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Archive for the ‘economics’ category: Page 8

Aug 3, 2022

World’s first wind turbine with recyclable blades is up and spinning

Posted by in categories: economics, sustainability

Separating the resin, fiberglass, and wood, among others, is achieved through using a mild acid solution. The materials can then go into the circular economy, creating new products like suitcases or flat-screen casings without the need to call on more raw resources.

The RecyclableBlade technology was developed in Aalborg, Denmark, and the blades were manufactured in Hull in the UK (pictured above). The nacelles were produced and installed in Cuxhaven, Germany. Siemens Gamesa has a plan to make all of its wind turbine blades fully recyclable by 2030 and all of its wind turbines fully recyclable by 2040.

Aug 3, 2022

Why Quantum Money Could Replace Blockchain-Based Cryptocurrencies

Posted by in categories: blockchains, cryptocurrencies, economics, energy, quantum physics

A new type of quantum money could make energy-sapping blockchains obsolete, say researchers.

Aug 3, 2022

Red mud is piling up. Can scientists figure out what to do with it?

Posted by in categories: chemistry, economics, food, sustainability

Practical and glamorous, aluminium is prized for making products from kitchen foil and beverage cans to Tesla Roadsters and aircraft. But the silvery metal—abundant, cheap, lightweight, and corrosion resistant—has a dark side: red mud. This brownish red slurry, a caustic mishmash of metal-and silicon-rich oxides, often with a dash of radioactive and rare earth elements, is what’s left after aluminum is extracted from ore. And it is piling up. Globally, some 3 billion tons of red mud are now stored in massive waste ponds or dried mounds, making it one of the most abundant industrial wastes on the planet. Aluminum plants generate an additional 150 million tons each year.

Red mud has become trouble looking for a place to happen. In 2010, an earthen dam at one waste pond in Hungary gave way, unleashing a 2-meter-high wall of red mud that buried the town of Ajka, killing 10 people and giving 150 severe chemical burns. (See more on the dangers posed by waste dams.) Even when red mud remains contained, its extreme alkalinity can leach out, poison groundwater, and contaminate nearby rivers and ecosystems. Such liabilities, as well as growing regulatory pressure on industry to develop sustainable practices, have catalyzed global efforts to find ways to recycle and reuse red mud. Some researchers are developing ways to extract the valuable rare earth metals, whereas others turn the mud into cement or bricks.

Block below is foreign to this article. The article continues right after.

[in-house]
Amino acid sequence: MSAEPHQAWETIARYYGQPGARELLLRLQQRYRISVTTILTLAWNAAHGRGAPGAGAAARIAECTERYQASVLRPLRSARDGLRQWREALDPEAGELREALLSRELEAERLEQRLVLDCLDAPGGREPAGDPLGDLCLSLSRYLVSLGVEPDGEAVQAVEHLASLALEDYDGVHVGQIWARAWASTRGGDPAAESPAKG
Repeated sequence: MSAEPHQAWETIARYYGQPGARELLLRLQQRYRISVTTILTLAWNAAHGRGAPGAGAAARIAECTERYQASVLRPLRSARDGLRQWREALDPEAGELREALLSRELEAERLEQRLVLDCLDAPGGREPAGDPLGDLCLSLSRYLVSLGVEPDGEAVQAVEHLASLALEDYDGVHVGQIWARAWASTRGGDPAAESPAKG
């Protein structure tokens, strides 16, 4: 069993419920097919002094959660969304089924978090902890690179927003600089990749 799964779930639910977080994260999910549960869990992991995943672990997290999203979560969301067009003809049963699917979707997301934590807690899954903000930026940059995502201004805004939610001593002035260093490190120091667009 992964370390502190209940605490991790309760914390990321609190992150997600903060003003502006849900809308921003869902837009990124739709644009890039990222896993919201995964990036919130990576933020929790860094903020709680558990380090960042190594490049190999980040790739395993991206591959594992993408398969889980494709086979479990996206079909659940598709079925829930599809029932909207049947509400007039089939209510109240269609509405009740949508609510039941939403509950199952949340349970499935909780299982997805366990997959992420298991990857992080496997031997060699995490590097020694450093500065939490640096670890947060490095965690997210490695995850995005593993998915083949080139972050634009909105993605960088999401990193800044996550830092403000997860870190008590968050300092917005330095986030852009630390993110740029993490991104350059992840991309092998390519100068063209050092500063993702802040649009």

“There is hope here,” says Yiannis Pontikes, a mechanical engineer at KU Leuven. But economic and marketing hurdles remain, and “the clock is ticking” as regulators consider new controls, says Efthymios Balomenos, a metallurgical engineer at the National Technical University of Athens. “At some point we will not be able to produce waste. So, there is an urgent need to make changes.”

Continue reading “Red mud is piling up. Can scientists figure out what to do with it?” »

Aug 2, 2022

Chipmaking giant TSMC ‘non-operable’ if China invades Taiwan

Posted by in category: economics

TAIPEI (Taiwan News) — Taiwan Semiconductor Manufacturing Company (TSMC) Chairman Mark Liu (劉德音) has warned that the economies on both sides of the Taiwan Strait will plunge into turmoil should China invade Taiwan.

CNN on Monday (Aug. 1) published footage of a video interview with Liu, titled “Can China afford to attack Taiwan?” in which Liu noted chipmaking will no longer be “the most important thing we should be worried about” if Beijing were to attack Taiwan.

Still,“Nobody can control TSMC by force,” Liu said, when asked about the company’s perceived reputation as a “shield” given its significance. TSMC factories will be rendered “non-operable” in the event of a Chinese attack because the sophisticated manufacturing facilities depend on real-time connections with the outside world, with Europe, U.S., and Japan, he reckoned.

Aug 1, 2022

Better parks, cleaner rivers: How Pa. will spend a ‘generational’ $765 million for conservation and environmental programs

Posted by in categories: biotech/medical, economics, food, sustainability

Under the state budget passed last week, Pennsylvania’s conservation programs will receive a one-time, pandemic-related federal booster shot of $765 million for state parks, forests, streams, open space, farms, and home energy efficiency — an amount one environmental advocate called “generational.”

The funding means three new state parks, one possibly in the Philadelphia region, as well as a new ATV park, though locations haven’t been announced. The money, which is in addition to regular yearly budget funding, comes from the American Rescue Plan Act (ARPA), a $1.9 trillion federal economic stimulus bill signed by President Joe Biden last year as part of COVID-19 relief.